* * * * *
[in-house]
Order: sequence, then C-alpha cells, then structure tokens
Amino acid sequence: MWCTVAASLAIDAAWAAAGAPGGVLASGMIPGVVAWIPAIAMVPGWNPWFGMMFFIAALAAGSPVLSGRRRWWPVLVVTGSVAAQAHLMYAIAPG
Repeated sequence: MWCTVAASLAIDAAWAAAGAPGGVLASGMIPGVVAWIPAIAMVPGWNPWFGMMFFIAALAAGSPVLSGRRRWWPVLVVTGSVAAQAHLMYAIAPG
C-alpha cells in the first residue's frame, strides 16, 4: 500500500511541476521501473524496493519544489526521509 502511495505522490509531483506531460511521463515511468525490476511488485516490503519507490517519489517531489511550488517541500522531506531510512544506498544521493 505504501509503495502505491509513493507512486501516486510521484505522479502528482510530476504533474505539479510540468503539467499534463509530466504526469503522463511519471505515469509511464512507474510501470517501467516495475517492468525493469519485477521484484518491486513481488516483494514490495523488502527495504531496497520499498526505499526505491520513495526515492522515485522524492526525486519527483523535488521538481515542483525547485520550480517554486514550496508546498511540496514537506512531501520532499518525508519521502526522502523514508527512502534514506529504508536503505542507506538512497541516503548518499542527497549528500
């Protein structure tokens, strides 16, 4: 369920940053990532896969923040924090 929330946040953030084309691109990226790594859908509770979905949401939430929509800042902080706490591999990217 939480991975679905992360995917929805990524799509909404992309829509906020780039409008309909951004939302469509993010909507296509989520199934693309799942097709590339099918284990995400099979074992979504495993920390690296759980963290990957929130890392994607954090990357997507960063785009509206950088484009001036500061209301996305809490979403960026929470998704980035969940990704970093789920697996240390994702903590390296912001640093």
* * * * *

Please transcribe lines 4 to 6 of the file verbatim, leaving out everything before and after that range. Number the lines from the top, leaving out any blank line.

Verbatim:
Repeated sequence: MWCTVAASLAIDAAWAAAGAPGGVLASGMIPGVVAWIPAIAMVPGWNPWFGMMFFIAALAAGSPVLSGRRRWWPVLVVTGSVAAQAHLMYAIAPG
C-alpha cells in the first residue's frame, strides 16, 4: 500500500511541476521501473524496493519544489526521509 502511495505522490509531483506531460511521463515511468525490476511488485516490503519507490517519489517531489511550488517541500522531506531510512544506498544521493 505504501509503495502505491509513493507512486501516486510521484505522479502528482510530476504533474505539479510540468503539467499534463509530466504526469503522463511519471505515469509511464512507474510501470517501467516495475517492468525493469519485477521484484518491486513481488516483494514490495523488502527495504531496497520499498526505499526505491520513495526515492522515485522524492526525486519527483523535488521538481515542483525547485520550480517554486514550496508546498511540496514537506512531501520532499518525508519521502526522502523514508527512502534514506529504508536503505542507506538512497541516503548518499542527497549528500
């Protein structure tokens, strides 16, 4: 369920940053990532896969923040924090 929330946040953030084309691109990226790594859908509770979905949401939430929509800042902080706490591999990217 939480991975679905992360995917929805990524799509909404992309829509906020780039409008309909951004939302469509993010909507296509989520199934693309799942097709590339099918284990995400099979074992979504495993920390690296759980963290990957929130890392994607954090990357997507960063785009509206950088484009001036500061209301996305809490979403960026929470998704980035969940990704970093789920697996240390994702903590390296912001640093």